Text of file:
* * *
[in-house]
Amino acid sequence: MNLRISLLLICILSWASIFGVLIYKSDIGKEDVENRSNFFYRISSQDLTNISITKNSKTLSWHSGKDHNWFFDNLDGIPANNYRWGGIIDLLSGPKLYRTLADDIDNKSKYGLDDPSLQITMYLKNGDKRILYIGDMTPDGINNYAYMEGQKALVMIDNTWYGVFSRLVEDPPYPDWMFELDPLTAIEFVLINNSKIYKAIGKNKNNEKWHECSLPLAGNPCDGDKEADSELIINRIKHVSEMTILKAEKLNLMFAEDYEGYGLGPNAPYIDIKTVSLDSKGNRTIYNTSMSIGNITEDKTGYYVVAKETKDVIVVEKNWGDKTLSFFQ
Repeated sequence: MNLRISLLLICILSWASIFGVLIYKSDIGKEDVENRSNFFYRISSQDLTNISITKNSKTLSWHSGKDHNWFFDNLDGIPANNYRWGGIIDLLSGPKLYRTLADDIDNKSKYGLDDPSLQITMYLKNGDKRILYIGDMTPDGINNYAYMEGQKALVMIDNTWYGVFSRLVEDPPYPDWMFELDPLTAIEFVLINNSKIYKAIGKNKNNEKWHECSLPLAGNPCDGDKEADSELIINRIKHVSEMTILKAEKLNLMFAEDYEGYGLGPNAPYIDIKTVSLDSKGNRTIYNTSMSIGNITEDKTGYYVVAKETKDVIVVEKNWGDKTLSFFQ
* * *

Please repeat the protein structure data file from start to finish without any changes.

[in-house]
Amino acid sequence: MNLRISLLLICILSWASIFGVLIYKSDIGKEDVENRSNFFYRISSQDLTNISITKNSKTLSWHSGKDHNWFFDNLDGIPANNYRWGGIIDLLSGPKLYRTLADDIDNKSKYGLDDPSLQITMYLKNGDKRILYIGDMTPDGINNYAYMEGQKALVMIDNTWYGVFSRLVEDPPYPDWMFELDPLTAIEFVLINNSKIYKAIGKNKNNEKWHECSLPLAGNPCDGDKEADSELIINRIKHVSEMTILKAEKLNLMFAEDYEGYGLGPNAPYIDIKTVSLDSKGNRTIYNTSMSIGNITEDKTGYYVVAKETKDVIVVEKNWGDKTLSFFQ
Repeated sequence: MNLRISLLLICILSWASIFGVLIYKSDIGKEDVENRSNFFYRISSQDLTNISITKNSKTLSWHSGKDHNWFFDNLDGIPANNYRWGGIIDLLSGPKLYRTLADDIDNKSKYGLDDPSLQITMYLKNGDKRILYIGDMTPDGINNYAYMEGQKALVMIDNTWYGVFSRLVEDPPYPDWMFELDPLTAIEFVLINNSKIYKAIGKNKNNEKWHECSLPLAGNPCDGDKEADSELIINRIKHVSEMTILKAEKLNLMFAEDYEGYGLGPNAPYIDIKTVSLDSKGNRTIYNTSMSIGNITEDKTGYYVVAKETKDVIVVEKNWGDKTLSFFQ